12:08 am
discussing our views about the proper role of lawyers and the executive branch and we had actually agreed initially to write a book about the white house counsel's office which was the office the top lawyer in the white house would advise the president onig a personal basis representing the government but on a very close basis with the president. there's never been a great book about the white house counsel. bob had strong views about it and so did i from different perspectives. we p met one day to talk about that book andnd to outline the book. this is about a year and a half ago. and this i think was in january of 2020. in the course of trying to sketch that book out, we kept coming back to the trump presidency and we kept talking about all the things trump had done to violate the norms and expose the limits on
12:09 am
accountability. we are both students of the presidential reform in the 1970s and the ones that were famously implemented after watergate and vietnam after the church commission reforms that regulated every aspect of the presidency after the debacle of the presidency in the early 70s. reforms had worked remarkably well in our view for 40 or 50 years but the reforms that seemed to have run their course by the time trump came into office and so by the end of the day, bob and i decided we wanted to write a different view that when trump left office there was going to be a similar conversation and a similar need for coverings of reform of the presidency akin to what happened in the 1970s and so we set out to basically write a book that would be something of a roadmap of how to think about those reforms. so before i get to what we
12:10 am
proposed i want to explain because i don't think that this is very clearly understood the unique challenges to the presidency that donald trumpal posed. obviously trump wasn't the first president to be accused of excessive uses of presidential power. some of his predecessors characteristics excesses or at least alleged excesses such as unilateral uses of force in aggressive ways or unilateral extensions of administrative power, these were not the kind of orders my boss did disregarding walls in the name of article presidential power, these were not the characteristics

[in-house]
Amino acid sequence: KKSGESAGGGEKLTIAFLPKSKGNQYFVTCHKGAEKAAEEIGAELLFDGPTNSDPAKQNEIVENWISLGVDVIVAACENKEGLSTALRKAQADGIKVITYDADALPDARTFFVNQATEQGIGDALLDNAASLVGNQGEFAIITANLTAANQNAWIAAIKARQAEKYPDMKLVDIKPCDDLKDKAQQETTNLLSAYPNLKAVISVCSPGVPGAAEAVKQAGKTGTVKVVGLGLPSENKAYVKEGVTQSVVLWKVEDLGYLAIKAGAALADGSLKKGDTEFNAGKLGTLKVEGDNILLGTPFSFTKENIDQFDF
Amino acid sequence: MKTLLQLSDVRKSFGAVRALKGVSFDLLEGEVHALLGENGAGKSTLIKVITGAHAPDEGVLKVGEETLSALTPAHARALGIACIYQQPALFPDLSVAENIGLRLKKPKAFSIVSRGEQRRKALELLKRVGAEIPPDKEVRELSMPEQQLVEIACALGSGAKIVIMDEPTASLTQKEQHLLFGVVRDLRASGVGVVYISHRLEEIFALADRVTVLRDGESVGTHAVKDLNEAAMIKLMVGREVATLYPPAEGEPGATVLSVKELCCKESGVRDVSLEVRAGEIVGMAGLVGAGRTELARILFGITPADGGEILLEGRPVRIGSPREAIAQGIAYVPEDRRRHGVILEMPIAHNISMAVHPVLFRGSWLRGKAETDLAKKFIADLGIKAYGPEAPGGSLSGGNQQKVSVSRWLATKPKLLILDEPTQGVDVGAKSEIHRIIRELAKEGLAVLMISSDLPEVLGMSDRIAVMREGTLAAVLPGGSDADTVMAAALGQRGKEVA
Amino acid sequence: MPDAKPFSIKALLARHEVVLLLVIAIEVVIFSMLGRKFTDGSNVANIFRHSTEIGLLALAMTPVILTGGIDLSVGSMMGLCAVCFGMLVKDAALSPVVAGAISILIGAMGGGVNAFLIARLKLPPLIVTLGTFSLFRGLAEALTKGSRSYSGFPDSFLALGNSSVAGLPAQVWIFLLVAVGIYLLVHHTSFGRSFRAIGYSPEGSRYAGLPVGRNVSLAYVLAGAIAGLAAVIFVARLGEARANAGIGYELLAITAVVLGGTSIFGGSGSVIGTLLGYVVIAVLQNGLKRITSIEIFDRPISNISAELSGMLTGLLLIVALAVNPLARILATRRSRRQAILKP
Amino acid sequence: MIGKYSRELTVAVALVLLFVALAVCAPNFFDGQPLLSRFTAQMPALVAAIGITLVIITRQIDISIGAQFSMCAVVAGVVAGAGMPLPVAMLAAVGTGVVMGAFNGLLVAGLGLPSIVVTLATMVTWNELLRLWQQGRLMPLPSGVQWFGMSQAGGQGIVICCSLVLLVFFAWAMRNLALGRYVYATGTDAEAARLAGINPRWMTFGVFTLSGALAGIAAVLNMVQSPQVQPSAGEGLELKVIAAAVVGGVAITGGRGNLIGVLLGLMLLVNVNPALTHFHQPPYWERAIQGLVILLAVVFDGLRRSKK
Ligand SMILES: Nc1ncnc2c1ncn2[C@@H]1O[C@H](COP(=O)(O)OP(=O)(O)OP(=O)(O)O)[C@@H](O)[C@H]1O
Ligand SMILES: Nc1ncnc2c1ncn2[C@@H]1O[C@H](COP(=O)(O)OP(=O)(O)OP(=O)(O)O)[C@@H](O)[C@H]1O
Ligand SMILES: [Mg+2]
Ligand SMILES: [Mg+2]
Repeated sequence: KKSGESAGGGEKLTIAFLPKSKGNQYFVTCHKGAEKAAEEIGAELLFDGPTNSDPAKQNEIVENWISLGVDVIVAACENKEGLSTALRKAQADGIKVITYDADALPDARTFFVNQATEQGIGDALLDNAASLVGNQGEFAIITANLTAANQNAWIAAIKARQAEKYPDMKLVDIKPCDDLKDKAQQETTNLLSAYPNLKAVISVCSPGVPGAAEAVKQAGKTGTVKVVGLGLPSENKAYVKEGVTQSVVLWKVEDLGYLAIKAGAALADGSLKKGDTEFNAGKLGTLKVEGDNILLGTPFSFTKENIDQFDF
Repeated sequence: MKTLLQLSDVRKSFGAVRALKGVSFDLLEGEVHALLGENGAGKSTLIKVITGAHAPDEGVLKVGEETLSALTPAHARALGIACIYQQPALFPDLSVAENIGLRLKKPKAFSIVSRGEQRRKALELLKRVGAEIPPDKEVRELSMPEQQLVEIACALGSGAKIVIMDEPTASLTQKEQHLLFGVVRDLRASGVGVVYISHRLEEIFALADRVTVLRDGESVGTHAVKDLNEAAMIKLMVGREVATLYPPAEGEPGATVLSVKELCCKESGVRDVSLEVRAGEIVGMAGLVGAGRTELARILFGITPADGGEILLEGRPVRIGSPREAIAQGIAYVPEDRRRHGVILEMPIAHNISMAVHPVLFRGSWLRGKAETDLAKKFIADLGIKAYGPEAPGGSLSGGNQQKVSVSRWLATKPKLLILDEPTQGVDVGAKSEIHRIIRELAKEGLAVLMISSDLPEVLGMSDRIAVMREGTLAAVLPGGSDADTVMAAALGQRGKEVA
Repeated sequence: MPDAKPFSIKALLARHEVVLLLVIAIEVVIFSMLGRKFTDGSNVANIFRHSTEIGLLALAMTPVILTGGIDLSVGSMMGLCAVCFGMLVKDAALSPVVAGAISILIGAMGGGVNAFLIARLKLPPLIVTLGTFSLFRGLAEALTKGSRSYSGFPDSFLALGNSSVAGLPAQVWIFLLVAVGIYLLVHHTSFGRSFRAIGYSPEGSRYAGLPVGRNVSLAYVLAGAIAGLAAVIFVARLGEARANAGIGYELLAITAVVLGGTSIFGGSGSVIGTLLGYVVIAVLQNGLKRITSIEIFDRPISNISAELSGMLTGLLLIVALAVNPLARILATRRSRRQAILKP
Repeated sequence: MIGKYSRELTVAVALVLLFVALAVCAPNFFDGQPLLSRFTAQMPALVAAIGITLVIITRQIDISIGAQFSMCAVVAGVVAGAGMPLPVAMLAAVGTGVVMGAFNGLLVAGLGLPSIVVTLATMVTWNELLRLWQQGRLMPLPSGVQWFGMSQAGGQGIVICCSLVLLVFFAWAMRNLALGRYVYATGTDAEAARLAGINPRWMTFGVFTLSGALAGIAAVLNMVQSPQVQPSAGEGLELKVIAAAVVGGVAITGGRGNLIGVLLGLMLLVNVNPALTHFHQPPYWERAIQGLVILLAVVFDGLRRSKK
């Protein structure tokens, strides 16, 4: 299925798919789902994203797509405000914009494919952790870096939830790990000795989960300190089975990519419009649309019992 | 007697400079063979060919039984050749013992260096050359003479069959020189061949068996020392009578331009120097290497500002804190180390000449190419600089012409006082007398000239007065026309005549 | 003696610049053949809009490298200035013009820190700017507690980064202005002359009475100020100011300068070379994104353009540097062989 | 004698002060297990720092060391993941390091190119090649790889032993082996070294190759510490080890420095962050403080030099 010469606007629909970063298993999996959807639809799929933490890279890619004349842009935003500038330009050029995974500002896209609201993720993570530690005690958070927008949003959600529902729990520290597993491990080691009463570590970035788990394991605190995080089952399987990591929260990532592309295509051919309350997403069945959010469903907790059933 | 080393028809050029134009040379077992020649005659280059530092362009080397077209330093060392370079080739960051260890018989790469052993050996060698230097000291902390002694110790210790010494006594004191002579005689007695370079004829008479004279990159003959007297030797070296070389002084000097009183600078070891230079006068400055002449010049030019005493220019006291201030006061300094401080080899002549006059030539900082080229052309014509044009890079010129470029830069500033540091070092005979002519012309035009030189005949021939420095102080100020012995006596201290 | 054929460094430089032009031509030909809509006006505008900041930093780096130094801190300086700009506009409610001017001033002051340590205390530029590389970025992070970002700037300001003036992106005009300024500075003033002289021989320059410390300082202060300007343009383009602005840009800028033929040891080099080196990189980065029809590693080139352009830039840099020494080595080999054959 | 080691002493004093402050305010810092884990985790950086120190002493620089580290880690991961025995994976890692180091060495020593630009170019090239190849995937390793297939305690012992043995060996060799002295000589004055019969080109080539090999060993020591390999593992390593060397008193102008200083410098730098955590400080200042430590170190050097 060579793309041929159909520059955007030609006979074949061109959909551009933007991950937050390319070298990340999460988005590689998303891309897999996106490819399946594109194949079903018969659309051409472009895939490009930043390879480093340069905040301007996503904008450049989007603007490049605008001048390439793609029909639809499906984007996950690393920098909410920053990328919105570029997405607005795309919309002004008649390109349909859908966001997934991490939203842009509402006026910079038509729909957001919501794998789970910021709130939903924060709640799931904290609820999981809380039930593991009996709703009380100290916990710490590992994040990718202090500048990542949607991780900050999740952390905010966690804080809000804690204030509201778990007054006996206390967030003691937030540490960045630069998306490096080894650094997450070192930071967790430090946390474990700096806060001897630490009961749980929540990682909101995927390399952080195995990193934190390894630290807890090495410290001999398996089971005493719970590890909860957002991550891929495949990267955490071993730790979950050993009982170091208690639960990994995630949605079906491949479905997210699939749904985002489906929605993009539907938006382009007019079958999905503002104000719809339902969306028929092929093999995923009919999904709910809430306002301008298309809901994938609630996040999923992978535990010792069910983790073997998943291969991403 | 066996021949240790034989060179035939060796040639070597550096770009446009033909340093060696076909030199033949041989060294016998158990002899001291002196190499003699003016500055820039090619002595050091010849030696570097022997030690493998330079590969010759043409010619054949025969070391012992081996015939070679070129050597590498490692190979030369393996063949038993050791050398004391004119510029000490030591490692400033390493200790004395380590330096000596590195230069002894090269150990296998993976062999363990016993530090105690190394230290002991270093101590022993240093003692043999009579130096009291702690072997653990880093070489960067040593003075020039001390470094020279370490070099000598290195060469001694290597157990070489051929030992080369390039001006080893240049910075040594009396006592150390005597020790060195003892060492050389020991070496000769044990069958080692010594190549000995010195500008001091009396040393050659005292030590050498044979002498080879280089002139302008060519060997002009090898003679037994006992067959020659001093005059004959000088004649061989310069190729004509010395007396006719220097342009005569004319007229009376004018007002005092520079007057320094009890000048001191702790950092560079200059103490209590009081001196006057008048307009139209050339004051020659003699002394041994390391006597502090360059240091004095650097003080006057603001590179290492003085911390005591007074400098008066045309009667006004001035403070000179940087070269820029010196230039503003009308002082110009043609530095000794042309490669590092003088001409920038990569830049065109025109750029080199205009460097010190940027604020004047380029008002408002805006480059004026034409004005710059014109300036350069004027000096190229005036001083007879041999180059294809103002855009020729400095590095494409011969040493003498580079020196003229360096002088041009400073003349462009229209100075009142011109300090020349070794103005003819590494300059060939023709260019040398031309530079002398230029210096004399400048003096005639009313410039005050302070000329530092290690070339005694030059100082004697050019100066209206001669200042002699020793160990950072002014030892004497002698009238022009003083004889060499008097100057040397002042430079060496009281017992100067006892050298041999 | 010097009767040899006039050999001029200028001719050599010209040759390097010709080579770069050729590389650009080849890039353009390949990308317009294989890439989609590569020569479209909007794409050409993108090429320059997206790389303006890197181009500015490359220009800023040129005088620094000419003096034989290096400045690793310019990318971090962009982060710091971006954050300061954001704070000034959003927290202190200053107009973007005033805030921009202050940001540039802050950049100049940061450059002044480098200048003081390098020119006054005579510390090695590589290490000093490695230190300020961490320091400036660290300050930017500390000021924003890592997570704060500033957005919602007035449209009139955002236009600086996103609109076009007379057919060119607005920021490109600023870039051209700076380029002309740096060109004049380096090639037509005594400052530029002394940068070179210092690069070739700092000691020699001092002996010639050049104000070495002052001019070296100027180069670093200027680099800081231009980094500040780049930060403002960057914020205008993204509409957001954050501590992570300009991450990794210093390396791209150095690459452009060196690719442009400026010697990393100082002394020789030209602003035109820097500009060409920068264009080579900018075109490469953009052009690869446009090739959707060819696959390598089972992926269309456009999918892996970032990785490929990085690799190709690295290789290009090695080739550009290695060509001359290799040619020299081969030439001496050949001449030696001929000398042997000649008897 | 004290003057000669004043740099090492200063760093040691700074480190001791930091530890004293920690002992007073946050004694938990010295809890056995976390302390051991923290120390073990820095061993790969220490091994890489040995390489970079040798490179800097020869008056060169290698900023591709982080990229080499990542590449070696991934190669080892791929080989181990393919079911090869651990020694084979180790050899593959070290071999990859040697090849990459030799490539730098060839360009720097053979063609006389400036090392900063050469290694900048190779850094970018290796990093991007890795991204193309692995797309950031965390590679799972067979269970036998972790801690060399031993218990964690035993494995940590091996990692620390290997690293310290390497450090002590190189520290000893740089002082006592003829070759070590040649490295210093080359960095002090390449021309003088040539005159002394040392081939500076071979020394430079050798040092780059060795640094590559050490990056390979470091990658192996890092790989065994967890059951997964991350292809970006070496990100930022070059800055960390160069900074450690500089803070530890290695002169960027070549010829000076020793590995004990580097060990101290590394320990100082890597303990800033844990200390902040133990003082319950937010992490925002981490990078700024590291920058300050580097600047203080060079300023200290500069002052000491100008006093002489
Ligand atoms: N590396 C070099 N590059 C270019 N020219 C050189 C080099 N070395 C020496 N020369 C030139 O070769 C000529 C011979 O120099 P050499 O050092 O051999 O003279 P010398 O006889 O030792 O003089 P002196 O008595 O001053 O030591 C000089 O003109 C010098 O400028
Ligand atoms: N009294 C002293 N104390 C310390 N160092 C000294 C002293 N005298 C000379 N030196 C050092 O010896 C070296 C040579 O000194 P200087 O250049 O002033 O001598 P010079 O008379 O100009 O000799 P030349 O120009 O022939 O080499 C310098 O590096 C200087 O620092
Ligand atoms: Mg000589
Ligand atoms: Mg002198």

12:11 am
and to urge the justice department to use its powerful tools to hurt his
12:12 am
enemies. trump used his control of diplomacy and law enforcement to nudge the foreign powers to help him when the election. the conservative john bolton who saw him up close and personal said in the context of his kind of law enforcementnt and his kid of abuse of diplomatic power he basically said trump seemed to commit this as a way of life. another example and the last one i will use of courses the pardon power. trump used the pardon power promiscuously and not in obvious ways but certainly abusively. there's never been a president that has come close to using the pardon power in such self-serving ways to help friends to pursue a political agenda to help himself in the way that trump did. some presidents have done some of that in the past. but that was exceptional. trump made it into the rule.
12:13 am
>> so these were all serious abuses of power.nd some of these things might have been illegal. but most of the abuses of power and most of the other abuses of power. the expectations of behavior that we have that are not enforceable by law and don't have a penalty that attaches to enforce them in court for the prosecution these are expected behaviors that presidents that act like presidents are expected to do and for the most part they grew up naturally and after the 70s they grew up self-consciously and presidents have complied with the conflict of interest rules and independent rules for the justice department and the like.
12:14 am